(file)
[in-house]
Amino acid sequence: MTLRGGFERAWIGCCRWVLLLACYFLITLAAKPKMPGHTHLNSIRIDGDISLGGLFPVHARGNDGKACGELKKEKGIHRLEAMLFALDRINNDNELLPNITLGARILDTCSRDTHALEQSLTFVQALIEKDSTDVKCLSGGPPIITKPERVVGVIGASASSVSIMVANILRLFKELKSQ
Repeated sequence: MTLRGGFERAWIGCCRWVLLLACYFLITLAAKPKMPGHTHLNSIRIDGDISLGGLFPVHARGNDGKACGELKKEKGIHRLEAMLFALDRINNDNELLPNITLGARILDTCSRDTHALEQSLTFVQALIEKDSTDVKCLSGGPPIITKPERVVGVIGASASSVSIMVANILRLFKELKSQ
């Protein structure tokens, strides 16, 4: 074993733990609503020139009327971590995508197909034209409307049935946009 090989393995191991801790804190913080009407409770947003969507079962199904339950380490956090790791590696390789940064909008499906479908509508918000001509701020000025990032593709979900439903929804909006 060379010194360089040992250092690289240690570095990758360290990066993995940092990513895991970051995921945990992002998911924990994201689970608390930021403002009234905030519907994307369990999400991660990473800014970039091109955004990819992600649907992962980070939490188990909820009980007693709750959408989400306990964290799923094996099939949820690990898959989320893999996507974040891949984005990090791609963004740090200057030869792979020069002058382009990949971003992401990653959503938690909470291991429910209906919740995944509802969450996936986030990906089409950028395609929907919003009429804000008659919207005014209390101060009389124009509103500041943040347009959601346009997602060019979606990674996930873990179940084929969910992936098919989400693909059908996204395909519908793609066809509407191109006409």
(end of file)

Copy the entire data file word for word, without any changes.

[in-house]
Amino acid sequence: MTLRGGFERAWIGCCRWVLLLACYFLITLAAKPKMPGHTHLNSIRIDGDISLGGLFPVHARGNDGKACGELKKEKGIHRLEAMLFALDRINNDNELLPNITLGARILDTCSRDTHALEQSLTFVQALIEKDSTDVKCLSGGPPIITKPERVVGVIGASASSVSIMVANILRLFKELKSQ
Repeated sequence: MTLRGGFERAWIGCCRWVLLLACYFLITLAAKPKMPGHTHLNSIRIDGDISLGGLFPVHARGNDGKACGELKKEKGIHRLEAMLFALDRINNDNELLPNITLGARILDTCSRDTHALEQSLTFVQALIEKDSTDVKCLSGGPPIITKPERVVGVIGASASSVSIMVANILRLFKELKSQ
């Protein structure tokens, strides 16, 4: 074993733990609503020139009327971590995508197909034209409307049935946009 090989393995191991801790804190913080009407409770947003969507079962199904339950380490956090790791590696390789940064909008499906479908509508918000001509701020000025990032593709979900439903929804909006 060379010194360089040992250092690289240690570095990758360290990066993995940092990513895991970051995921945990992002998911924990994201689970608390930021403002009234905030519907994307369990999400991660990473800014970039091109955004990819992600649907992962980070939490188990909820009980007693709750959408989400306990964290799923094996099939949820690990898959989320893999996507974040891949984005990090791609963004740090200057030869792979020069002058382009990949971003992401990653959503938690909470291991429910209906919740995944509802969450996936986030990906089409950028395609929907919003009429804000008659919207005014209390101060009389124009509103500041943040347009959601346009997602060019979606990674996930873990179940084929969910992936098919989400693909059908996204395909519908793609066809509407191109006409």